Take the 2-minute tour ×
Stack Overflow is a question and answer site for professional and enthusiast programmers. It's 100% free.

If I want to serialize an object I have to use [Serializable] attribute and all member variables will be written to the file. What I don't know how to do versioning e.g. if I add a new member variable (rename a variable or just remove a variable) and then I open (deserialize) the file how can I determine the object/file version so I can correctly set the new member or take some kind of migration? How can I determine that the variable was initialized during the load or not (ignored by deserializer).

I know that there are version tolerant approaches and I can mark variables with [OptionalField(VersionAdded = 1)] attribute. If I open an old file the framework will ignore this optional (new variable) and it will be just zero/null. But again how can I determine if the variable is initialized by load or it was ignored.

I can write the class/object version number to the stream. Use the ISerializable approach and in the constructor(SerializationInfo oInfo, StreamingContext context) method read this version number. This will exactly tell me what is the class version in the stream.

However I expected that such kind of versioning is already implemented by the streaming framework in C#. I tried to obtain the Assembly version from the SerializationInfo but it is always set to current version not to the version which was used when the object was saved.

What is the preferred approach? I found a lot of articles on the net, but I could not find a good solution for this which addresses versioning...

Any help is appreciated Thanks, Abyss

share|improve this question

1 Answer 1

Forgive me if some of what I write is too obvious,

First of all, please! you must stop thinking that you are serializing an object... That is simply incorrect as the methods which are part of your object are not being persisted. You are persisting information - and so.. DATA only.

.NET serialization also serializing the type name of your object which contain the assembly name and its version, so when you deserialize - it compares the persisted assembly information with the type that will be manifested with the information - if they are not the same it will return an exception.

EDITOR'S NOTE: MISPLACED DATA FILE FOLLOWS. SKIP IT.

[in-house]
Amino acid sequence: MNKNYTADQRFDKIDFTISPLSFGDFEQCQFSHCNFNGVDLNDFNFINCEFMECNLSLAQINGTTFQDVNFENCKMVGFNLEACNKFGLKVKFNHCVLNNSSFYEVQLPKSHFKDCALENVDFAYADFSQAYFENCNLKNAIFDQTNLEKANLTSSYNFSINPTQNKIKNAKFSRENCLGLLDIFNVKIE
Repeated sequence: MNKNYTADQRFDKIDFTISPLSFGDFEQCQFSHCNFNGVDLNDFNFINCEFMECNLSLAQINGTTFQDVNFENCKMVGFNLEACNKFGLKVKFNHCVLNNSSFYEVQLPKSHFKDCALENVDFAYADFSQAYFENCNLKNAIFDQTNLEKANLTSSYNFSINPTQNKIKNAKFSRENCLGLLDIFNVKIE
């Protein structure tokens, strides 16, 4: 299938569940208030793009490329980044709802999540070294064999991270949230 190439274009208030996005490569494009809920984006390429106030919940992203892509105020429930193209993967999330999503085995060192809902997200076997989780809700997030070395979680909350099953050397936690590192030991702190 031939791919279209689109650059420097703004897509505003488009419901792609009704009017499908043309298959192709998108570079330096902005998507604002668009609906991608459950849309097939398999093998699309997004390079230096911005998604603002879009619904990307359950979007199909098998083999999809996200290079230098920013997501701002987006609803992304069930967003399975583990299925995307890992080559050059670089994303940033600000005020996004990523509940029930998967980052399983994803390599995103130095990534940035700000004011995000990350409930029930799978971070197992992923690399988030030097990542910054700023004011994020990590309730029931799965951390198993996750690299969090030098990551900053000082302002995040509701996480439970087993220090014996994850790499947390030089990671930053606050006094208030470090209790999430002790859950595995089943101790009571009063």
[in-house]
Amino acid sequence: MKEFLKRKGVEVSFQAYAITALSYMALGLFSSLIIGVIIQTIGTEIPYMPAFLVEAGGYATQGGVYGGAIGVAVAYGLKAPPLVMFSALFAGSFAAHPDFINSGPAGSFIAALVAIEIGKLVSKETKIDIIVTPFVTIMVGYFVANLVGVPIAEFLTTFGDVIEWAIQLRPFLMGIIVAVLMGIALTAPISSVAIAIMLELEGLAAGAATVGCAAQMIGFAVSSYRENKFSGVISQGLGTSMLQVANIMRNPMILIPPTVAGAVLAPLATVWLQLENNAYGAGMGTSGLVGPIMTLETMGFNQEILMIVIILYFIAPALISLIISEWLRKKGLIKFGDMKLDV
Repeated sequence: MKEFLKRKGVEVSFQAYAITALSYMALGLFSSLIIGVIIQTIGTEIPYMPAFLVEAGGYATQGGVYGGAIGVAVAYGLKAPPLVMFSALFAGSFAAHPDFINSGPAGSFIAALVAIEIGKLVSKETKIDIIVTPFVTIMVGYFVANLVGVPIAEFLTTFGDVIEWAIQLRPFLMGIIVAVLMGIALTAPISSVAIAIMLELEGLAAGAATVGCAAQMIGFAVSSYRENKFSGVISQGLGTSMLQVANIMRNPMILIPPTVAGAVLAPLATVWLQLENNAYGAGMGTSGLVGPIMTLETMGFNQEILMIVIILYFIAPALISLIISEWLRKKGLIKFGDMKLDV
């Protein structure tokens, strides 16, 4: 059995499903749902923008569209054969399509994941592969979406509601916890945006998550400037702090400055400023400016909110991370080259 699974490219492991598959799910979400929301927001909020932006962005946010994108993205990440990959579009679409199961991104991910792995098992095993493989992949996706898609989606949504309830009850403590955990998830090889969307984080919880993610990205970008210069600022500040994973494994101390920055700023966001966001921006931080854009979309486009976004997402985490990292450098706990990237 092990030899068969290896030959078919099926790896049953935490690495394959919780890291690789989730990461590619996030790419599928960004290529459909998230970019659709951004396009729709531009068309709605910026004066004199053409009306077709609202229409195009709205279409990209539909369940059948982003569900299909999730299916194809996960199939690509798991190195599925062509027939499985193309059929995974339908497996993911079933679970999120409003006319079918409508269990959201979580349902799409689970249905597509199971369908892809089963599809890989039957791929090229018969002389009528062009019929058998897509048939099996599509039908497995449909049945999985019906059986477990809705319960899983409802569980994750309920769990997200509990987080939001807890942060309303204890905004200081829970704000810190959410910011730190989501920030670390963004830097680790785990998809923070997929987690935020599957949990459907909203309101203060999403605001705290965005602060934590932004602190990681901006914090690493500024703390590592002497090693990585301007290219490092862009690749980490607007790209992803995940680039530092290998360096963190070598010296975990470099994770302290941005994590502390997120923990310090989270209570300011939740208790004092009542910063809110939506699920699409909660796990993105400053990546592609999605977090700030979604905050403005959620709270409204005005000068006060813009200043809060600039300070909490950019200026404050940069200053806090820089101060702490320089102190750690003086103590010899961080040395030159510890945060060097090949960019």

Beside the versioning problem - not everything can be serialized so easily.. try to serialize a System.Drawing.Color type and you will begin to understand the problems with the over simplistic mechanism of .NET serialization.

Unless you plan to serialize something really simple which has no plans to evolve I wouldn't use the serialization mechanism provided by .NET.

Getting the focus back to your question, you can read here about the versioning ignorance ability: http://msdn.microsoft.com/en-us/library/ms229752(v=vs.80).aspx which is provided for BinaryFormatter.

You should also check XML Serialization which has some nice abilities, but the biggest benefit is that you getting an XML which is Human readable so your data will never be lost even if you had complication with the versioning of your types.

But finally, I recommend you either use Database with Entity Framework to persist your data or write your own flat file manager.. while EF is very good for most solutions, sometime you might want something lighter to persist something very simple. (my imply is that I can no longer see a solution where .NET serialization can be relevant.)

I hope this helps, Good luck.

share|improve this answer
+1 for suggesting to use an approach different than .NET serialization. –  Theraot Mar 27 '13 at 5:14

Your Answer


By posting your answer, you agree to the privacy policy and terms of service.

Not the answer you're looking for? Browse other questions tagged or ask your own question.